Colorado residents split on presidential address
DENVER—Reaction to President Barack Obama’s State of the Union address on Washington’s Capitol Hill drew mixed reaction Tuesday from Colorado’s Capitol hill.
While some heard a speech challenging Americans to build a prosperous future, others thought it was a repeat of past promises that didn’t seem to be in sync with what the nation’s voters want.
University of Colorado political science professor Kenneth Beckers said that while the president talked about creating jobs from renewable energy or “innovative” businesses, they seemed too far into the future.
“The speech seemed kind of oddly out of sync with the November election, where voters were sending a message more or less rejecting the Obama administration and the Democrats for the pattern of spending and large deficits,” Beckers said. “I expected something that was more of a move toward the center. It seemed kind of tone deaf to the concerns of Americans about the economy and the debt and fiscal policy.”
Colorado Republican Party Chairman Dick Wadhams said the speech was filled with contradictions.
He said Obama rejected his own deficit-reduction commission while calling for new investments, and called for a spending freeze that really just locks in spending increases.
But that’s not what Colorado Gov. John Hickenlooper heard Obama say.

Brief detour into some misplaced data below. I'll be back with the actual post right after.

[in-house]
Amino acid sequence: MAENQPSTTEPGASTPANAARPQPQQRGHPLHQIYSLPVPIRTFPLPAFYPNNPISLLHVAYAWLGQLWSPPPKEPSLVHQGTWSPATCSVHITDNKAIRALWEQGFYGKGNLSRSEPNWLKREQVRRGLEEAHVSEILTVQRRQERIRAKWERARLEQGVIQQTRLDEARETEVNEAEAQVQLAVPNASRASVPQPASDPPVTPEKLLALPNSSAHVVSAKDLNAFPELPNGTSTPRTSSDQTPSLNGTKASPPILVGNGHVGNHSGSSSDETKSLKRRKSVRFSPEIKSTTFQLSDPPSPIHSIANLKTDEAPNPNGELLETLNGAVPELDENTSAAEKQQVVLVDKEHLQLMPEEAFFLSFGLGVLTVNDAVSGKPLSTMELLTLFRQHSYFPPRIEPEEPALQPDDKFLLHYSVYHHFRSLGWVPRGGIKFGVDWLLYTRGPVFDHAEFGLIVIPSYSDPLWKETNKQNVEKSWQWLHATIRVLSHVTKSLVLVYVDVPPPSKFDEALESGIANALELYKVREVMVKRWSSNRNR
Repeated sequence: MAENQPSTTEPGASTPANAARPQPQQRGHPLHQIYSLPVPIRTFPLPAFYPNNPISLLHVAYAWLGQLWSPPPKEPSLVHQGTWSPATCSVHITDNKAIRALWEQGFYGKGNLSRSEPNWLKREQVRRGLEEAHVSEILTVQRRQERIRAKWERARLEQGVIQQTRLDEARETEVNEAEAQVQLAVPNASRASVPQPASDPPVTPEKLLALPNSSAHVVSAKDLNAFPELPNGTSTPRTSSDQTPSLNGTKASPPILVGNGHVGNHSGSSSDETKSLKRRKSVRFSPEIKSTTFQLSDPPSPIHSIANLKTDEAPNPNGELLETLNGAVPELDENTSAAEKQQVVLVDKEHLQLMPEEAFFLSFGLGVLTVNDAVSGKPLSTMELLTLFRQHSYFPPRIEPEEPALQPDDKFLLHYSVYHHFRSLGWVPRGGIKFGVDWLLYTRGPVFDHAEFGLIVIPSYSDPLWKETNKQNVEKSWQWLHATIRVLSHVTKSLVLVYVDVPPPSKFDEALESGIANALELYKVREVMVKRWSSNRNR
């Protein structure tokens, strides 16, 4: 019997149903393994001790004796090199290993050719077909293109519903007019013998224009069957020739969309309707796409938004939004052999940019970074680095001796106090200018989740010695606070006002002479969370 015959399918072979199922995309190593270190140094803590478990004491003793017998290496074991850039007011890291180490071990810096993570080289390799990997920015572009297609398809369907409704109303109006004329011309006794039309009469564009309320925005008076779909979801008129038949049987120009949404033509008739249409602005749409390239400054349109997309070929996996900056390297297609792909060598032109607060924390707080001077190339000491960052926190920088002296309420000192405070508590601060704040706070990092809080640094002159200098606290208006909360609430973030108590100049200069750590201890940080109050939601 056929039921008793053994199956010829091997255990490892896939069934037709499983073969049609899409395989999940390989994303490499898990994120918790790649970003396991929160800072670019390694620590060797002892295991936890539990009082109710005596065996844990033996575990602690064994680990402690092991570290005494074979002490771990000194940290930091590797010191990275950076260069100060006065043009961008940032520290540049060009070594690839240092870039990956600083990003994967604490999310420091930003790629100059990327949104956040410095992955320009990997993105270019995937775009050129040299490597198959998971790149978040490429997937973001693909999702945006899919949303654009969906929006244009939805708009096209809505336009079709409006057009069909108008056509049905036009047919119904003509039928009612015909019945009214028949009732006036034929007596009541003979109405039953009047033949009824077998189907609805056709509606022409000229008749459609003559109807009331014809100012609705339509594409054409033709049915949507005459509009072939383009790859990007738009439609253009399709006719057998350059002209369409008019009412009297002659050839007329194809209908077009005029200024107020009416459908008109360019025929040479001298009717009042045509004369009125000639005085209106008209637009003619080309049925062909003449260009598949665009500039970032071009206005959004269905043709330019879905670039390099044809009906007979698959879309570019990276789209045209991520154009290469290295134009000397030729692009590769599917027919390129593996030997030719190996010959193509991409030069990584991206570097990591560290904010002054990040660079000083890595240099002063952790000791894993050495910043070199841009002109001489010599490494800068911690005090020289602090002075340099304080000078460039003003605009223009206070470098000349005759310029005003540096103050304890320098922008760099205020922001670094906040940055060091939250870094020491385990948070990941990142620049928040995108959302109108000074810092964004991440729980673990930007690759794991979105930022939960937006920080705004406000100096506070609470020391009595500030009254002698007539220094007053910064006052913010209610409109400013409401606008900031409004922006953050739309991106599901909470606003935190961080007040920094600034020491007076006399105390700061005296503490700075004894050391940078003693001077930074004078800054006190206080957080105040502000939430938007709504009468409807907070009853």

The Democratic governor said the president’s call to support innovation and education were right on target.
“The president sounded themes that should resonate with Coloradans no matter what their political affiliation may be, including a call to make government more efficient, cutting red tape and unleashing the country’s entrepreneurial spirit,” Hickenlooper said. “This kind of change isn’t Democrat or Republican. It’s change sparked by all communities coming together.”
Sen. Gail Schwartz, D-Snowmass Village, said the president’s call for an 80 percent renewable-energy standard by 2035, investments into the nation’s infrastructure and emphasizing education weren’t just about creating jobs now, but having sustainable jobs for the future.
Schwartz said the president emphasized some things Democrats want to see, and she disagreed with critics who said he didn’t reach out to the Republicans. Obama’s call for immigration reform, offering to make changes to last year’s controversial health care law and revamping the nation’s tax code are things Republicans have long wanted, she said.
“There was a balance of challenge and optimism and commitment, and I heard what he said about making the country more competitive,” she said. “He also provided the other side of the aisle with considerable recognition that we don’t always get it right, so let’s work together to solve our problems.”